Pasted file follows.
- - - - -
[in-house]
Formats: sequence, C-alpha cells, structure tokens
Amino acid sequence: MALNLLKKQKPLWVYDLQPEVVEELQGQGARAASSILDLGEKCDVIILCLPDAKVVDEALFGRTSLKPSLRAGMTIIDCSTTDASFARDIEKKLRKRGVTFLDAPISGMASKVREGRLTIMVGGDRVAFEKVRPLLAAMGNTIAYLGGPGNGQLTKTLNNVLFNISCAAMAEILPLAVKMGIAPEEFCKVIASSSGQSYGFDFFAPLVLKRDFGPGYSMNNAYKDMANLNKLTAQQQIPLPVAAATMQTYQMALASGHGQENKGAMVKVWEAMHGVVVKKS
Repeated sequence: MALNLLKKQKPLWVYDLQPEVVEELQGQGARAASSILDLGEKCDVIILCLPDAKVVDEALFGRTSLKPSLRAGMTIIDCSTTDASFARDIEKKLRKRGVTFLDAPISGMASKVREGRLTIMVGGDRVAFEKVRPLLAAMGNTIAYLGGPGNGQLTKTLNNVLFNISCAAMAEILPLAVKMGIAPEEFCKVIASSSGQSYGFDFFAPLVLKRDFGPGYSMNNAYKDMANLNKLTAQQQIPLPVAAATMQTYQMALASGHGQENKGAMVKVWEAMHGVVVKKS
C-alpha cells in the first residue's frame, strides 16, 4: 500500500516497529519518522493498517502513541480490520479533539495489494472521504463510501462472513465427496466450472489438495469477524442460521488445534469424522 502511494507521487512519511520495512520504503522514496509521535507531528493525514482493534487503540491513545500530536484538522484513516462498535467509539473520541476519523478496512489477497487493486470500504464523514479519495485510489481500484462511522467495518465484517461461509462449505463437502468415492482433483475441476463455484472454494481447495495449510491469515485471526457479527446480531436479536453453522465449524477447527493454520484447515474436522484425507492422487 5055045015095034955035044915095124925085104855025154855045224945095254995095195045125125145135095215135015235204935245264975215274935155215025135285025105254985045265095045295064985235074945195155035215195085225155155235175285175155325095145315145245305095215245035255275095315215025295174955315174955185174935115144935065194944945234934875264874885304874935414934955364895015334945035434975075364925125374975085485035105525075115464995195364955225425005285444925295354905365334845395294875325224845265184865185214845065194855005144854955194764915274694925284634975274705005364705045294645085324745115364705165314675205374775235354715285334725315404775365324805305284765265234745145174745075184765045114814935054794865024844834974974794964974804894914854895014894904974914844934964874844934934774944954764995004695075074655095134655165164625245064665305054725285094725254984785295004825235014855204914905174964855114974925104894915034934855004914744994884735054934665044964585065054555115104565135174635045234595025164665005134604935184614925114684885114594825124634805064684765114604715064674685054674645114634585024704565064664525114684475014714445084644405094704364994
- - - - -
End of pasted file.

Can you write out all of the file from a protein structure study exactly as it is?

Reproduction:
[in-house]
Formats: sequence, C-alpha cells, structure tokens
Amino acid sequence: MALNLLKKQKPLWVYDLQPEVVEELQGQGARAASSILDLGEKCDVIILCLPDAKVVDEALFGRTSLKPSLRAGMTIIDCSTTDASFARDIEKKLRKRGVTFLDAPISGMASKVREGRLTIMVGGDRVAFEKVRPLLAAMGNTIAYLGGPGNGQLTKTLNNVLFNISCAAMAEILPLAVKMGIAPEEFCKVIASSSGQSYGFDFFAPLVLKRDFGPGYSMNNAYKDMANLNKLTAQQQIPLPVAAATMQTYQMALASGHGQENKGAMVKVWEAMHGVVVKKS
Repeated sequence: MALNLLKKQKPLWVYDLQPEVVEELQGQGARAASSILDLGEKCDVIILCLPDAKVVDEALFGRTSLKPSLRAGMTIIDCSTTDASFARDIEKKLRKRGVTFLDAPISGMASKVREGRLTIMVGGDRVAFEKVRPLLAAMGNTIAYLGGPGNGQLTKTLNNVLFNISCAAMAEILPLAVKMGIAPEEFCKVIASSSGQSYGFDFFAPLVLKRDFGPGYSMNNAYKDMANLNKLTAQQQIPLPVAAATMQTYQMALASGHGQENKGAMVKVWEAMHGVVVKKS
C-alpha cells in the first residue's frame, strides 16, 4: 500500500516497529519518522493498517502513541480490520479533539495489494472521504463510501462472513465427496466450472489438495469477524442460521488445534469424522 502511494507521487512519511520495512520504503522514496509521535507531528493525514482493534487503540491513545500530536484538522484513516462498535467509539473520541476519523478496512489477497487493486470500504464523514479519495485510489481500484462511522467495518465484517461461509462449505463437502468415492482433483475441476463455484472454494481447495495449510491469515485471526457479527446480531436479536453453522465449524477447527493454520484447515474436522484425507492422487 5055045015095034955035044915095124925085104855025154855045224945095254995095195045125125145135095215135015235204935245264975215274935155215025135285025105254985045265095045295064985235074945195155035215195085225155155235175285175155325095145315145245305095215245035255275095315215025295174955315174955185174935115144935065194944945234934875264874885304874935414934955364895015334945035434975075364925125374975085485035105525075115464995195364955225425005285444925295354905365334845395294875325224845265184865185214845065194855005144854955194764915274694925284634975274705005364705045294645085324745115364705165314675205374775235354715285334725315404775365324805305284765265234745145174745075184765045114814935054794865024844834974974794964974804894914854895014894904974914844934964874844934934774944954764995004695075074655095134655165164625245064665305054725285094725254984785295004825235014855204914905174964855114974925104894915034934855004914744994884735054934665044964585065054555115104565135174635045234595025164665005134604935184614925114684885114594825124634805064684765114604715064674685054674645114634585024704565064664525114684475014714445084644405094704364994